BACKGROUND: Established noninvasive pharmacologic means of alleviating pain and anxiety in children undergoing intravenous cannulation are time-consuming, and thus impractical for routine use in the emergency department. Vapocoolant sprays provide transient skin anesthesia within seconds of application. We compared the effect of a new vapocoolant spray to placebo on pain due to intravenous cannulation in children. METHODS: In this double-blind randomized controlled trial, which we conducted between June 1 and Sept. 12, 2006, 80 children aged 6-12 years received either vapocoolant spray or placebo before cannulation. Children rated their pain using a 100-mm colour visual analogue scale. Secondary outcomes included success rate on first attempt at cannulation and pain ratings by the children's parents, nurses and child life specialists. RESULTS: We found a modest but significant reduction in pain with the use of vapocoolant spray (mean difference 19 mm, 95% confidence interval [CI] 6-32 mm; p 0.01). Cannulation on first attempt was more often successful with the use of vapocoolant spray (85.0%) than with placebo (62.5%) (mean difference 22.5%, 95% CI 3.2%-39.9%; p = 0.03). The number needed to treat to prevent 1 cannulation failure was 5 (95% CI 3-32). Parents (p = 0.04), nurses (p = 0.01) and child life specialists (p 0.01) considered the children's pain to be reduced with the use of vapocoolant spray. INTERPRETATION: The vapocoolant spray in our study quickly and effectively reduced pain due to intravenous cannulation in children and improved the success rate of cannulation. It is an important option to reduce childhood procedural pain in emergency situations, especially when time precludes traditional interventions. (http://ClinicalTrials.gov trial register no. NCT00130650.).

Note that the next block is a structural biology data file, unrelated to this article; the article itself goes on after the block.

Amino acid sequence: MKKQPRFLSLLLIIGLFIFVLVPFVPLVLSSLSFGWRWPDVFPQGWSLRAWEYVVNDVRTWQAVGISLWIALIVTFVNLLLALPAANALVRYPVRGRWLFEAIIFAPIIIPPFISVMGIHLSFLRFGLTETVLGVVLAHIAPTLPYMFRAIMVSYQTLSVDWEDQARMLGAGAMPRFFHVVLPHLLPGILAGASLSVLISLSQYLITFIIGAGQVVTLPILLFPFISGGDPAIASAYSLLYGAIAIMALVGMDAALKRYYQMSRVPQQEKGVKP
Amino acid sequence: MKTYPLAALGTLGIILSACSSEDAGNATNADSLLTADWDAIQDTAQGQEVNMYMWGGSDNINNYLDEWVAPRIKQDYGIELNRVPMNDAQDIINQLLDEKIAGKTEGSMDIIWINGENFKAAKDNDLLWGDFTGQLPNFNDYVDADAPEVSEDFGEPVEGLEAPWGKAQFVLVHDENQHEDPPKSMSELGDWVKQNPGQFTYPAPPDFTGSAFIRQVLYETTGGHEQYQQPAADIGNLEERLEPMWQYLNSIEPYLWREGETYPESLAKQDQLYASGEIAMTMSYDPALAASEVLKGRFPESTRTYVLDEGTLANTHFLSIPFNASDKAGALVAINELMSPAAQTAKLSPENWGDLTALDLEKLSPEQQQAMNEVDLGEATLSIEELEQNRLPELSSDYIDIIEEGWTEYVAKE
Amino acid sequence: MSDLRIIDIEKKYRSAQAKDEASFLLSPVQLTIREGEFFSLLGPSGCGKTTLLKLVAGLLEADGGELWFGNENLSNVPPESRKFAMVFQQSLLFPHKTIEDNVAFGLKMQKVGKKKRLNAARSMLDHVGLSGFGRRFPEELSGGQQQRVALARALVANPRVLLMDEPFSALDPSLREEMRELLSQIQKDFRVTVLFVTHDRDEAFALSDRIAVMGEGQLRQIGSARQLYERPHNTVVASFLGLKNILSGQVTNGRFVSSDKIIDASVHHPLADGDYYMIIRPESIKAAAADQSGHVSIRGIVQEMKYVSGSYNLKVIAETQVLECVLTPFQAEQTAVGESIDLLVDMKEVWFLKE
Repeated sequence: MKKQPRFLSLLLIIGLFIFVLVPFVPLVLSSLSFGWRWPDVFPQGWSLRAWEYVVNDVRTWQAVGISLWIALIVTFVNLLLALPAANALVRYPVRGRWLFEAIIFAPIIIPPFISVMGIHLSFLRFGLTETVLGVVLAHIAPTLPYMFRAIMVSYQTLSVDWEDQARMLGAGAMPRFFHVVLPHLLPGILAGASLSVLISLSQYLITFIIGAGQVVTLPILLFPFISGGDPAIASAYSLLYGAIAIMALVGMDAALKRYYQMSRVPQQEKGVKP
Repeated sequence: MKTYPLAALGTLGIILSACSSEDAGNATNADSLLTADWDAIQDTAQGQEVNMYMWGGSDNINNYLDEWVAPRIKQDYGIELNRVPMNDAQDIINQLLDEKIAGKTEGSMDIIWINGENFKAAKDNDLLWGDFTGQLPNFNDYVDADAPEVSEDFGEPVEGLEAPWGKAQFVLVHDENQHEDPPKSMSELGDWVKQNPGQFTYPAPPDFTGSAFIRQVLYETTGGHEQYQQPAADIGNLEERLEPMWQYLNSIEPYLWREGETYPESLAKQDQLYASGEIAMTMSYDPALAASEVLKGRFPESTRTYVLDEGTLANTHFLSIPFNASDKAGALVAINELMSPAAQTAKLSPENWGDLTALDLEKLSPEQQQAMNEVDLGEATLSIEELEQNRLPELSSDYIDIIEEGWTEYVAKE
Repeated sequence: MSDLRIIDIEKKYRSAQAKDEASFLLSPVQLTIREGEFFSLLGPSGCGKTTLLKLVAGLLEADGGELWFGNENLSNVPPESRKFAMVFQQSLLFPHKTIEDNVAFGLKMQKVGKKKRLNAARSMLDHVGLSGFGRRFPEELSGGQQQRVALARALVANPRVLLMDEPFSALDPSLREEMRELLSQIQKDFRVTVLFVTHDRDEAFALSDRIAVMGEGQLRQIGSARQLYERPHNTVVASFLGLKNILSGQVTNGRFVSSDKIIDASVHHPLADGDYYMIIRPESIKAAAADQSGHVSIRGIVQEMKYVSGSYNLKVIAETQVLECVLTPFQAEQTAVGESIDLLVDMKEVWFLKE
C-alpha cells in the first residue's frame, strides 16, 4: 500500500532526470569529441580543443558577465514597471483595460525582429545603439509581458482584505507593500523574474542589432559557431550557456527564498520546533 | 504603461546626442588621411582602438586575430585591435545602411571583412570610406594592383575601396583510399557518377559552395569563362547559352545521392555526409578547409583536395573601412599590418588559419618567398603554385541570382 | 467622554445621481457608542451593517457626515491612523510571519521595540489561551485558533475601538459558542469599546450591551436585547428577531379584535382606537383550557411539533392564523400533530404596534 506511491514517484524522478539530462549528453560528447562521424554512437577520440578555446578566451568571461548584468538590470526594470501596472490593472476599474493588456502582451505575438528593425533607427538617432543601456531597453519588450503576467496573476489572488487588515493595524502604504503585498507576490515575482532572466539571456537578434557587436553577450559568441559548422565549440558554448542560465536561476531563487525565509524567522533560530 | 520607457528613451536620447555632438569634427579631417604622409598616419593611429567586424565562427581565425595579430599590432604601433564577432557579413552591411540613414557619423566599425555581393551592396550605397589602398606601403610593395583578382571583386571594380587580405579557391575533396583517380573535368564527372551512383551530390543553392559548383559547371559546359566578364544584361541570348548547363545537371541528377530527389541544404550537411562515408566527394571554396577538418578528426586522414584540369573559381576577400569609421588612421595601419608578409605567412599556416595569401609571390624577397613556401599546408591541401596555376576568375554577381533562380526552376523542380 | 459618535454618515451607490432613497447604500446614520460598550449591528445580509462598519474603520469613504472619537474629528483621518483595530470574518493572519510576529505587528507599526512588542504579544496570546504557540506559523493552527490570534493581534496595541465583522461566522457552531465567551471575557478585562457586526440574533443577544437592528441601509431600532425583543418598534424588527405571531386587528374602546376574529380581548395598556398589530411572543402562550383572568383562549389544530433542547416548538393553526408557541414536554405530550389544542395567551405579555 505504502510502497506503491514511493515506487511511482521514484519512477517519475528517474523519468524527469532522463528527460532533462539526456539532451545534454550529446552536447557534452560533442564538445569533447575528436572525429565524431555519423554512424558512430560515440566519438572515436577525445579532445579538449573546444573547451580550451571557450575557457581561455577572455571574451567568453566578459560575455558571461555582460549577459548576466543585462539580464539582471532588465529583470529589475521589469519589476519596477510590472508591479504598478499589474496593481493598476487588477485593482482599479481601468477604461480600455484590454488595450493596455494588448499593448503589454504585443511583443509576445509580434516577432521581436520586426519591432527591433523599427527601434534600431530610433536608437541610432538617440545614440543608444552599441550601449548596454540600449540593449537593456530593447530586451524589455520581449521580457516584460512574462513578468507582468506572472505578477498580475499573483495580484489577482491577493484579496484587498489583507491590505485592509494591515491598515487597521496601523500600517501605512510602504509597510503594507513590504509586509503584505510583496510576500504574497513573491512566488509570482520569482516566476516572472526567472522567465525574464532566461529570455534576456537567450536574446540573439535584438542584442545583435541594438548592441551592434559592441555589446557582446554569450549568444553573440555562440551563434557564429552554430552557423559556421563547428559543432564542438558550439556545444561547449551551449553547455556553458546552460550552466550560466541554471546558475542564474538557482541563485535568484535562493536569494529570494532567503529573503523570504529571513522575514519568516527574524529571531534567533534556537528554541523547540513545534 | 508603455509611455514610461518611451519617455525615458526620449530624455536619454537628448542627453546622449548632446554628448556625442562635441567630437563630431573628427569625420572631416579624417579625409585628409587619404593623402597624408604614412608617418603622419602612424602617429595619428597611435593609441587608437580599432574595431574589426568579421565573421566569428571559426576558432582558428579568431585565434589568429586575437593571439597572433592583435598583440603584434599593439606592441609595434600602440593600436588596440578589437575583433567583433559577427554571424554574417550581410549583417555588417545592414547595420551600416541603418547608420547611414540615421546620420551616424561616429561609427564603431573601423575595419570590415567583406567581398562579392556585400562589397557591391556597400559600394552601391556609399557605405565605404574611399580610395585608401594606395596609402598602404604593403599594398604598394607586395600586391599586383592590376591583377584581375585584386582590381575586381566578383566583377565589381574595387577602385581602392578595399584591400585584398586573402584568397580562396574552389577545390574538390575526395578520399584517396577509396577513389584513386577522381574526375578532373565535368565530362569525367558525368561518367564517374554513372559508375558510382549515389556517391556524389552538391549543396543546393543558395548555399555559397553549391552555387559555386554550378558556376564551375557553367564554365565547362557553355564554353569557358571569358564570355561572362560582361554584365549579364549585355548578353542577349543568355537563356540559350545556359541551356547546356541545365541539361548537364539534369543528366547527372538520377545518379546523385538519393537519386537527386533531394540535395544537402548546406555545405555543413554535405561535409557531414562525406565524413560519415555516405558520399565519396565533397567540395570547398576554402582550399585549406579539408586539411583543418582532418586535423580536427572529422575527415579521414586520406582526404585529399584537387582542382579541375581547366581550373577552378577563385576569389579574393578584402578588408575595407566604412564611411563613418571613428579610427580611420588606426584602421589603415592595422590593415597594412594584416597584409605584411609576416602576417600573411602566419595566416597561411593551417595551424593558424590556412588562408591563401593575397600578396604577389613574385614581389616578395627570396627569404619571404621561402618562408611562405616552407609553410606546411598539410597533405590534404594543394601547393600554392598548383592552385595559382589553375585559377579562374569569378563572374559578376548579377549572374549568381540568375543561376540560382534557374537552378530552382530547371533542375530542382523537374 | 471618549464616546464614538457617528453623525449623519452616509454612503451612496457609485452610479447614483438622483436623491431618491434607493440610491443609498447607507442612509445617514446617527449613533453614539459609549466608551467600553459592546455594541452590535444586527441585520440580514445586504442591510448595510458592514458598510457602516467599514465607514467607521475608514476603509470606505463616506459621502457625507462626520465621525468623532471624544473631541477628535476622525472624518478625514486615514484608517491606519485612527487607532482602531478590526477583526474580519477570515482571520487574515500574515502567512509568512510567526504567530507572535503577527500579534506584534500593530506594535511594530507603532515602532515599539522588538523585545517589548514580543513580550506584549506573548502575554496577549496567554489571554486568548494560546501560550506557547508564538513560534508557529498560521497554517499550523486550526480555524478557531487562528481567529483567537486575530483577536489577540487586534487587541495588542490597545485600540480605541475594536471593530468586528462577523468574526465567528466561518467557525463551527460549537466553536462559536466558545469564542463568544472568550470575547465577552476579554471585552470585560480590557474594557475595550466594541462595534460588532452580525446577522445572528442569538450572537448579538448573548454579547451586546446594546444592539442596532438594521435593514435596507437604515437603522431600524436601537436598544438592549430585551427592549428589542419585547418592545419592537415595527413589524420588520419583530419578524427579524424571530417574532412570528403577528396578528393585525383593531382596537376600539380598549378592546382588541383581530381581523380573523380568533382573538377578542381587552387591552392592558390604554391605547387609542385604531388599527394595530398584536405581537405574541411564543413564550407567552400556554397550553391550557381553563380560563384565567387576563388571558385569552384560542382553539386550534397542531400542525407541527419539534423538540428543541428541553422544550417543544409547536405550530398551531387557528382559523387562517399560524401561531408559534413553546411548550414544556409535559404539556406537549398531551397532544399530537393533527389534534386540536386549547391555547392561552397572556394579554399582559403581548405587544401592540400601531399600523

CMAJ•JAMC Research The effect of vapocoolant spray on pain due to intravenous cannulation in children: a randomized controlled trial Ken J. Farion MD, Karen L. Splinter MD, Kym Newhook BScN RN, Isabelle Gaboury MSc, William M. Splinter MD
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